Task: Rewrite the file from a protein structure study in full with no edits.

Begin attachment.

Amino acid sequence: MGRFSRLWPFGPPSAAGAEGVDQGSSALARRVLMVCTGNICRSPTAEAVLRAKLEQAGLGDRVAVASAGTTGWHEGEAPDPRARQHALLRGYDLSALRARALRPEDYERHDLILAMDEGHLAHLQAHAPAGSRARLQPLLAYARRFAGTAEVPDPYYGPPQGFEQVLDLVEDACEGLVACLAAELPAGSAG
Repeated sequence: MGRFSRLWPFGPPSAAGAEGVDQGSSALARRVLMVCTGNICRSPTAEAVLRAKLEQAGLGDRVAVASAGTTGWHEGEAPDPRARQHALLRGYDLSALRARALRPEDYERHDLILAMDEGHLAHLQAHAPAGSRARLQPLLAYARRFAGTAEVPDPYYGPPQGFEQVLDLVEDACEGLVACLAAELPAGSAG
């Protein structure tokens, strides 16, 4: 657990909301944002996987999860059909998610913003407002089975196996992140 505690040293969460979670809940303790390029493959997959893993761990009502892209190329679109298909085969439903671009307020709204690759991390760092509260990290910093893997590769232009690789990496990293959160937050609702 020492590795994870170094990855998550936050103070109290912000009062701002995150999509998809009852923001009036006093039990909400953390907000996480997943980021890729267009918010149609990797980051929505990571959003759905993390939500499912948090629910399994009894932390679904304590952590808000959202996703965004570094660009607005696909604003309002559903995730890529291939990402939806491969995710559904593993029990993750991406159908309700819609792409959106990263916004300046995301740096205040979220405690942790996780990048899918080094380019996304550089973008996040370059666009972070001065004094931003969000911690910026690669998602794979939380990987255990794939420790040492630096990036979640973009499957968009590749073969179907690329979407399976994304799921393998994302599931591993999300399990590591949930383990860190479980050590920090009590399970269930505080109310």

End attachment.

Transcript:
Amino acid sequence: MGRFSRLWPFGPPSAAGAEGVDQGSSALARRVLMVCTGNICRSPTAEAVLRAKLEQAGLGDRVAVASAGTTGWHEGEAPDPRARQHALLRGYDLSALRARALRPEDYERHDLILAMDEGHLAHLQAHAPAGSRARLQPLLAYARRFAGTAEVPDPYYGPPQGFEQVLDLVEDACEGLVACLAAELPAGSAG
Repeated sequence: MGRFSRLWPFGPPSAAGAEGVDQGSSALARRVLMVCTGNICRSPTAEAVLRAKLEQAGLGDRVAVASAGTTGWHEGEAPDPRARQHALLRGYDLSALRARALRPEDYERHDLILAMDEGHLAHLQAHAPAGSRARLQPLLAYARRFAGTAEVPDPYYGPPQGFEQVLDLVEDACEGLVACLAAELPAGSAG
């Protein structure tokens, strides 16, 4: 657990909301944002996987999860059909998610913003407002089975196996992140 505690040293969460979670809940303790390029493959997959893993761990009502892209190329679109298909085969439903671009307020709204690759991390760092509260990290910093893997590769232009690789990496990293959160937050609702 020492590795994870170094990855998550936050103070109290912000009062701002995150999509998809009852923001009036006093039990909400953390907000996480997943980021890729267009918010149609990797980051929505990571959003759905993390939500499912948090629910399994009894932390679904304590952590808000959202996703965004570094660009607005696909604003309002559903995730890529291939990402939806491969995710559904593993029990993750991406159908309700819609792409959106990263916004300046995301740096205040979220405690942790996780990048899918080094380019996304550089973008996040370059666009972070001065004094931003969000911690910026690669998602794979939380990987255990794939420790040492630096990036979640973009499957968009590749073969179907690329979407399976994304799921393998994302599931591993999300399990590591949930383990860190479980050590920090009590399970269930505080109310």